The world could be a very different place if more women were in charge. You just need to look at what we did on International Day of the Girl last year to see what that world could look like. By persuading leading public figures, including the President of Nepal and the President of the National Assembly of Ecuador, to stand aside for the day, over 300 girls and young women in more than 50 countries were able step into their shoes and call on governments around the world to tear down the barriers that deny millions of them their rights.

I took part myself by supporting a 17 year old girl from Zambia to take my place for the day. It was a humbling experience, and I learned so much from Loveness about her life, her ambitions and about her potential. Across the world, the "takeovers" were a brief but powerful glimpse of the world we want to see. Our aim was to change perceptions about what is possible for young women and girls, and to inspire millions of them around the world to demand that their voices be heard. Our challenge now is to make a future in which every girl has the chance to take up positions of political leadership – for more than just one day.

It’s a big challenge. Things are improving, though progress is slow. The proportion of women in parliaments globally has more than doubled since 1995, but still stood at only 23% in 2016; and while only Haiti, Micronesia, Qatar and Vanuatu have yet to elect any female legislators, just three countries have achieved gender parity in their national parliaments.

Facts and figures: Leadership and political participation - UN Women
Image: United Nations

Last year saw examples of women entering high office – while Hillary Clinton narrowly missed out, Theresa May became the United Kingdom‘s second female prime minister, and Estonia, Taiwan and the Marshall Islands all elected their first female presidents. The cities of Tokyo, Rome and Bucharest elected their first female mayors. Yet these advances are against a low base. In March 2015, only 14 governments around the world were led by women, with representation at local level lower still: fewer than 5% of the world’s mayors are women.

Parity is only one indicator of progress, however. Unfortunately we know that female leaders are often treated more harshly in the media based on their looks; taken less seriously by their peers; and women in politics and in business must still navigate systems that were designed and maintained by men for centuries. Is it any wonder so few young women and girls consider putting themselves forward for leadership positions or elected office?

This matters. If we are serious about achieving the development goals we’ve set ourselves, we need to be serious about empowering women, and especially girls, to learn, lead, decide and thrive. Developing the leadership capacity of girls in particular not only helps them to secure better livelihoods and better health today, but can also create a generation capable of delivering future change. Women’s political participation is a crucial accelerator of progress. And we need to accelerate change if we are to safeguard development through better decision making.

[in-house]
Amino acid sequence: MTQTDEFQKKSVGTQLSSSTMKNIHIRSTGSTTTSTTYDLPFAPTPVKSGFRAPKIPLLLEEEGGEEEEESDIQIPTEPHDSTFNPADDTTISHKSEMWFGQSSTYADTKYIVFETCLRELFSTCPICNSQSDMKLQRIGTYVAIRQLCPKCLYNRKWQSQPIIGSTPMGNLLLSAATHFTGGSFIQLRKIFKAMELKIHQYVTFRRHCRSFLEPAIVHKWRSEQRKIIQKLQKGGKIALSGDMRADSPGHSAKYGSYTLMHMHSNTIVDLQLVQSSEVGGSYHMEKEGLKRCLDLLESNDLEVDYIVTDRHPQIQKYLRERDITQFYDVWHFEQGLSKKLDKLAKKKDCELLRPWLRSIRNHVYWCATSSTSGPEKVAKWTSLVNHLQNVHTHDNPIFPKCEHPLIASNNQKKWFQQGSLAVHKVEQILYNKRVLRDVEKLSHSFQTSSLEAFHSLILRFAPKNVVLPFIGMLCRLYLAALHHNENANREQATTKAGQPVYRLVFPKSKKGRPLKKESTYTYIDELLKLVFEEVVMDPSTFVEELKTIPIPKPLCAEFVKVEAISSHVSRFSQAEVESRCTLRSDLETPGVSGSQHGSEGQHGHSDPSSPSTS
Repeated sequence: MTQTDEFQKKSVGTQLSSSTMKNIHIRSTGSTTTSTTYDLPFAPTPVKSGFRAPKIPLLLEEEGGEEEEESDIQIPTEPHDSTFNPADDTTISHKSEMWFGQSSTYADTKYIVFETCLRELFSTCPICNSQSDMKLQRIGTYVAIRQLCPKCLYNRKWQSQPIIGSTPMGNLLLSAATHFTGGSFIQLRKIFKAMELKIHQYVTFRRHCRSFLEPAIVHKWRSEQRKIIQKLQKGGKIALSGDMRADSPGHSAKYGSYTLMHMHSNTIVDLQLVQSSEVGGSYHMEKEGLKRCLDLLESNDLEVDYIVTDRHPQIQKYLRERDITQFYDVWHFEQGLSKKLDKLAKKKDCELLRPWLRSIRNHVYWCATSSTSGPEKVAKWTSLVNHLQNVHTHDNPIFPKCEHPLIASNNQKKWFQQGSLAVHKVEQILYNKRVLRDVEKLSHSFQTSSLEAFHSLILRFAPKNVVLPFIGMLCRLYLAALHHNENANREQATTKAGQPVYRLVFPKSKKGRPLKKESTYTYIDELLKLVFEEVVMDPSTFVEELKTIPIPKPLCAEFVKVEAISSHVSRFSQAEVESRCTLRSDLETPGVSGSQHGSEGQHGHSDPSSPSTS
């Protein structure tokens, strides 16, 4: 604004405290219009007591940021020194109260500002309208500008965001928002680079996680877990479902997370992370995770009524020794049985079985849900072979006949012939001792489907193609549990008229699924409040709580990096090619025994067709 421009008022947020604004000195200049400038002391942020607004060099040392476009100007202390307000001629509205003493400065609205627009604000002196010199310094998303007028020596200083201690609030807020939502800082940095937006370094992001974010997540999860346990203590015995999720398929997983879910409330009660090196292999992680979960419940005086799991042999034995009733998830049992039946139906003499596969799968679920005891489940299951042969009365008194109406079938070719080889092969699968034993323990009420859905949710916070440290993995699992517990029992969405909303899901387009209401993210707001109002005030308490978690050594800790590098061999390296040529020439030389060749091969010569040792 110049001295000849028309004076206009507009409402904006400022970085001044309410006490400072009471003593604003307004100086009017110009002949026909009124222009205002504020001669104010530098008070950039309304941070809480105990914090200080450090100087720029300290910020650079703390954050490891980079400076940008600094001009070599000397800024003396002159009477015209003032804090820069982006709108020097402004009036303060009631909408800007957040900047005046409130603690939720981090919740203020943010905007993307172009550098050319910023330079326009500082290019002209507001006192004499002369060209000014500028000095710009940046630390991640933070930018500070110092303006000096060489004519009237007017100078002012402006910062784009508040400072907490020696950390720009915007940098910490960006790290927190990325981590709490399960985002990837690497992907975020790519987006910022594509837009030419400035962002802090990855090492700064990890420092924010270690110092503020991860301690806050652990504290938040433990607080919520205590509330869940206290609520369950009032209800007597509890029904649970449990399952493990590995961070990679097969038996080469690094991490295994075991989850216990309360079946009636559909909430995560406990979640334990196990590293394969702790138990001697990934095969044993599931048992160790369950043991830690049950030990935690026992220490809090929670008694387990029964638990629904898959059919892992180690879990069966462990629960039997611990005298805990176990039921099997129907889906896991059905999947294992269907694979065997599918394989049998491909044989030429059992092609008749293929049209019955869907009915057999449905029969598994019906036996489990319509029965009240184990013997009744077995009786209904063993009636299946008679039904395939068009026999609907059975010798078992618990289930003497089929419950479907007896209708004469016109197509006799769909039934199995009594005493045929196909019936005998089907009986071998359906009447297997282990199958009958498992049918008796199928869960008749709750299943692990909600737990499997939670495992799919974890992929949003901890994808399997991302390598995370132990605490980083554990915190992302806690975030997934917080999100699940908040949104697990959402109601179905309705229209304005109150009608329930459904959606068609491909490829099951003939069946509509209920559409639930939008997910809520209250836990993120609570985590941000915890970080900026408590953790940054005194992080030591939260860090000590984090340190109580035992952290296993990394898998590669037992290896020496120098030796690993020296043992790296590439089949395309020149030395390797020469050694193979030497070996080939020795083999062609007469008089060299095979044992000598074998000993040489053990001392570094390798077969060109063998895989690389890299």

Of course, democracy that excludes half the population from leadership positions will ultimately fail: reducing the gap is an essential part of creating the responsive and responsible leadership we need in a changing world. But a case can also be made that it is smart to invest in encouraging female leadership: when women have an equal footing in making choices, things change faster. For example, research on panchayats (local councils) in India found that the number of drinking water projects in areas with female-led councils was 62% higher than in those with male-led councils. Moreover, greater female participation not only increased the provision of public goods, but also reduced levels of corruption.

Of course, Plan International has a long track record of promoting the empowerment of girls and young women. Our Because I am a Girl movement is committed to working with and for girls, supporting them to safely speak up for themselves in every setting.

Investing in the leadership skills of girls is vitally important, but must sit alongside investment in economic, social and environmental improvement. It should not be seen as secondary. It is an essential part of the package. Closing the gender gap in the realm of political leadership will accelerate progress on narrowing the social and economic gap too.

We should not lose sight of the fact that girls have equal rights as boys to lead. We will continue to support them to speak up for themselves, to make decisions about their own lives and take the positions of power to which they are entitled. And we will continue to encourage men – fathers as much as male authority figures and leaders – to make space into which the world’s daughters can grow.

Through our successful girls’ takeover on last year’s International Day of the Girl, we showed what the leadership of girls and young women looks like. In 2017 we aim to mobilize even more young women and girls, ensuring their voices are heard like never before. In doing so we hope to inspire more support and investment in their right to lead and create a better world for all.